It’s that time of the year where the family comes together around the table to savour each other’s company and the sumptuous meal in front of them. Then… a notification sound comes in – there goes someone checking on Facebook or a messaging app again. Sigh, so much for some quality family time.
If this bugs you more than you’d like to admit, and your pleas for an undisturbed Christmas dinner has fallen on deaf ears, you might have already resigned yourself to an evening of everyone staring at their screens at the dinner table. But why submit when you can take control?
Here’s a guide detailing the 5 ways you can get your gathering of peeps to unplug for Christmas, use it well to earn back your Christmas family time of yore and good cheer and don’t feel sorry for using this – they chose to be reminded of a tech-free holiday the hard way.
Recommended Reading: A 5-Step Guide To A Complete Tech Detox
1. Silent Mode: On
Let’s start small, and give everyone the benefit of the doubt, that they are capable of controlling their own urges to check their phones every 5 minutes. As the people start to file into your humble abode, request for them to silence their phones and devices. It would be ideal for them to turn off all notifications but we don’t want them to be unreachable in case of a real emergency, right?
You might need to schedule in pockets of time where they can check on their phones for urgent emails (pffft) or messages because this isn’t an actual detoxing exercise and you really don’t want a sudden meltdown to occur in the middle of your dinner party.
2. Change The Wi-Fi Password
If, however, you are dealing with family members, there is a 99.999% chance that your pleas to put their devices on silent will be completely ignored. Furthermore, if you have chronic gamers who want to keep crushing candy and feeding virtual farm animals, putting their phones on silent don’t help.
It’s simple really; if you can’t win them, you cut the connection – your Wi-Fi connection to be exact. It’s as simple as changing the password, or completely turning off the router (desperate measures and all that). Then, it is off to feigning temporary (or selective) deafness to the popular question "What is your Wi-Fi password?" for the rest of the Christmas holiday.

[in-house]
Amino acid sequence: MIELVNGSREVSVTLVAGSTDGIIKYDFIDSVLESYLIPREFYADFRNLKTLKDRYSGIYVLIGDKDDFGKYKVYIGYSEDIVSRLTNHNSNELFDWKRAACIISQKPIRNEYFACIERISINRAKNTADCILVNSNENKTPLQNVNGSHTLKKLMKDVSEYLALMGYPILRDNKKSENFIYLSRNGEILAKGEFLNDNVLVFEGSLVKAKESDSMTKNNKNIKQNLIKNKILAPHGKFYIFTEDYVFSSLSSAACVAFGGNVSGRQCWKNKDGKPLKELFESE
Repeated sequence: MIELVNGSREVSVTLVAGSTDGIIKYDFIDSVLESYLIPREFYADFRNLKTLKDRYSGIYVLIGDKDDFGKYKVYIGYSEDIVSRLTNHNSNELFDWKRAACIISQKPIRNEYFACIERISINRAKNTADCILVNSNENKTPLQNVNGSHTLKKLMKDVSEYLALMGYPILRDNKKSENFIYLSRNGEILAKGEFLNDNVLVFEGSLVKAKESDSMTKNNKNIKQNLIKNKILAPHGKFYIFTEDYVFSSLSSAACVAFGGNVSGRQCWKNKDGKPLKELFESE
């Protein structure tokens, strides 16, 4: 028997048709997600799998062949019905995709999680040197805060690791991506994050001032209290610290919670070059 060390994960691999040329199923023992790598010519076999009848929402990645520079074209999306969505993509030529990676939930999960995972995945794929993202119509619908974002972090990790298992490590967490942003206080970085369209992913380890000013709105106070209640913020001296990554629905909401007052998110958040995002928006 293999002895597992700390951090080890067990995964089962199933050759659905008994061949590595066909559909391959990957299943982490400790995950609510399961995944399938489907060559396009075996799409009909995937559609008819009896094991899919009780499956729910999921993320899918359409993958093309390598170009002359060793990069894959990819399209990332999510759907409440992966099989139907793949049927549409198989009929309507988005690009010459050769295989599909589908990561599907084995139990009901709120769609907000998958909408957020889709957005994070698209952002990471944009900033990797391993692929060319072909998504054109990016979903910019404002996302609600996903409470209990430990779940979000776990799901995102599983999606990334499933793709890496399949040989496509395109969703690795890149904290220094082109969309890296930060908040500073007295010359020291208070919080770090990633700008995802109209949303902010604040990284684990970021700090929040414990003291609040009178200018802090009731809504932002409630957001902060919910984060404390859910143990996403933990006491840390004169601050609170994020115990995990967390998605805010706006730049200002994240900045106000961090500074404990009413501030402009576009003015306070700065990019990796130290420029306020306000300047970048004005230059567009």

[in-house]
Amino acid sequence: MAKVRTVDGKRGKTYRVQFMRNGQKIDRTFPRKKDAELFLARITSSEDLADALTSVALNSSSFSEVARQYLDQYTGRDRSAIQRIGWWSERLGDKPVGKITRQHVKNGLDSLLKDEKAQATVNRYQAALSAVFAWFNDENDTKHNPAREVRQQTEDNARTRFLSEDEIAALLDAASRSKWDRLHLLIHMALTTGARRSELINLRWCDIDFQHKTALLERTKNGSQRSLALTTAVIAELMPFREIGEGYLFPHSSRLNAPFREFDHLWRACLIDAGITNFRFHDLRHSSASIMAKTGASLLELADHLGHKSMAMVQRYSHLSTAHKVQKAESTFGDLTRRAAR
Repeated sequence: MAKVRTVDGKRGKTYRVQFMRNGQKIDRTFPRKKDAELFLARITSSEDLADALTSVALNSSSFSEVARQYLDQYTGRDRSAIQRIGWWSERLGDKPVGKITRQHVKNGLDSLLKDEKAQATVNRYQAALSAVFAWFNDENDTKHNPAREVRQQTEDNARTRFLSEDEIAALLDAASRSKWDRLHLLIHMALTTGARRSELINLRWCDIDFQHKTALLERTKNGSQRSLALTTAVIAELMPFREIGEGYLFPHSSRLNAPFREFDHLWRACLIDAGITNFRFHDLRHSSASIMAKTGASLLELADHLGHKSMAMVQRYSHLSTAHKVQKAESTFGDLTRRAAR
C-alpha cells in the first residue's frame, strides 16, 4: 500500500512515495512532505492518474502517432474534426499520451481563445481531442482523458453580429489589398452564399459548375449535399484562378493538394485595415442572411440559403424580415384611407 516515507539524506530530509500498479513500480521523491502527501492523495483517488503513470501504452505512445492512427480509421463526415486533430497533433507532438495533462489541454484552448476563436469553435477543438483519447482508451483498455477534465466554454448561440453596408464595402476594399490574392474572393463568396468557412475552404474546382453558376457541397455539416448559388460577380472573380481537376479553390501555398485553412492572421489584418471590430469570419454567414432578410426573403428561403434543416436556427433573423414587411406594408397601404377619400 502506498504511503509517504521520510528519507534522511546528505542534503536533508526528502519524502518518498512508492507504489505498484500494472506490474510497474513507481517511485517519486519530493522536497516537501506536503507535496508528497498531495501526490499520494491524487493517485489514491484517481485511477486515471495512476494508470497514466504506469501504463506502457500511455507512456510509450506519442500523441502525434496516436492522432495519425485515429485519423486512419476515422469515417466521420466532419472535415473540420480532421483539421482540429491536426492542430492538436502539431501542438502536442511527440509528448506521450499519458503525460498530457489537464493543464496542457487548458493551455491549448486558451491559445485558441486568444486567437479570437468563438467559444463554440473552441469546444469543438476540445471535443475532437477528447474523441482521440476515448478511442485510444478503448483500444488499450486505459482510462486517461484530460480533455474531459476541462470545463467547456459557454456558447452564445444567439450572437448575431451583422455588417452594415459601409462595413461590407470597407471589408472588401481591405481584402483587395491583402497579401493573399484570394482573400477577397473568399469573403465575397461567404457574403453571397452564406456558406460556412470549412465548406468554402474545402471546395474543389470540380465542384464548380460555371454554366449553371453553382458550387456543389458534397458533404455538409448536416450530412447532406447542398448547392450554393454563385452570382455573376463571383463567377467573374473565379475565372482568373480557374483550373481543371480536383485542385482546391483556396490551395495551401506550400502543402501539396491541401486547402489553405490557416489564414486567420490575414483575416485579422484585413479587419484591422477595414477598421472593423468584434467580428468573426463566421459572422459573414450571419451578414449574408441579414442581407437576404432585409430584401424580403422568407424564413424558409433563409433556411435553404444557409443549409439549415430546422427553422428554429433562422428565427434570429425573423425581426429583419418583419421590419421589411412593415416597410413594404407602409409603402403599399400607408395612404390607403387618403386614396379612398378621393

This will force some of them to go back to their data plan, and for those who obsessively count MBs and monitor their data plans, they know this is a battle they are going to lose.
3. Confiscate All Gadgets
The next stage would be to ask everyone to surrender their gadgets, only don’t do this straight after asking them to silence their phones or when they are asking for the password. You don’t want them to catch on to your plan of world domination, I mean, de-teching for the main course so that everyone gets some IRL face time while savouring the roast turkey you spent 5 hours in the kitchen preparing.
That said, at the start of meal time is a good time to confiscate their electronics. Just pass around a box or a bag for your guests to place their stuff in. By doing this, you would also take care of announcing that "Dinner Is Served!" and thus effectively ensure that no screen shall be sitting at the table.
4. Hide All Gaming Consoles
You might have taken care of the grown ups and some of the teenagers but you have one more age group left: kids. With their parents’ tablets and phones out of their reach, kids WILL get bored. And when their attention is not held captive by an alluring white screen, they will go searching for one, which will make your gaming consoles or your kids’ unfortunate victims.
Remember the goal you are doing all this de-teching for – it applies to the kids too.
So make sure to gather all the PS3s, PSPs, GameBoys, Nintendo DS’es, Wii’s and even laptops, and lock them up in a room. With their charging cables. Unplug any other non-portable gadgets as a safety measure. You can include the TV but don’t plunge your house in darkness while you’re at it.
Here comes the fun part. At some point, someone is going to be a bit jittery after going without their technology for so long. And it’s not even close to gift-time yet. They may attempt to sneak their phones out off the box or bag where you left it (because we are all a bit childish when it comes to our dependence on tech).
Before that could happen though, announce to everyone that the first one to reach for their gadget, or found to be using it, would have to perform a penalty. Here’s where you need to do a bit of homework. The penalties should be bad or embarrassing enough to deter most people from caving in to temptation. Making it entertaining enough for the resilient would be a bonus.
It could be doing the dishes and the kitchen clean up after everyone’s done, or doing a dance that you promise will make its way into Youtube, or you can make them down some yucky mix-up you concocted in the kitchen. The sky (and your grasp of ethics) is the limit.
Remember to have a list because just because someone reached for their gadget first, doesn’t mean everyone else is off the hook. You need them to last at least until it is time to open their gifts.
Let It Go
Once your gifts have been opened, it is time to relax the no-gadgets rule and let everyone find their sanity once again. Bear in mind, that for people who are always with their electronics 24/7, this is very tough for them to experience, and before you laugh off their inadequacies, remember that Christmas is about cheer and togetherness, so don’t be too rigid and overdo this to the point of ruining a Christmas gathering.
Happy de-teching for the holidays, people!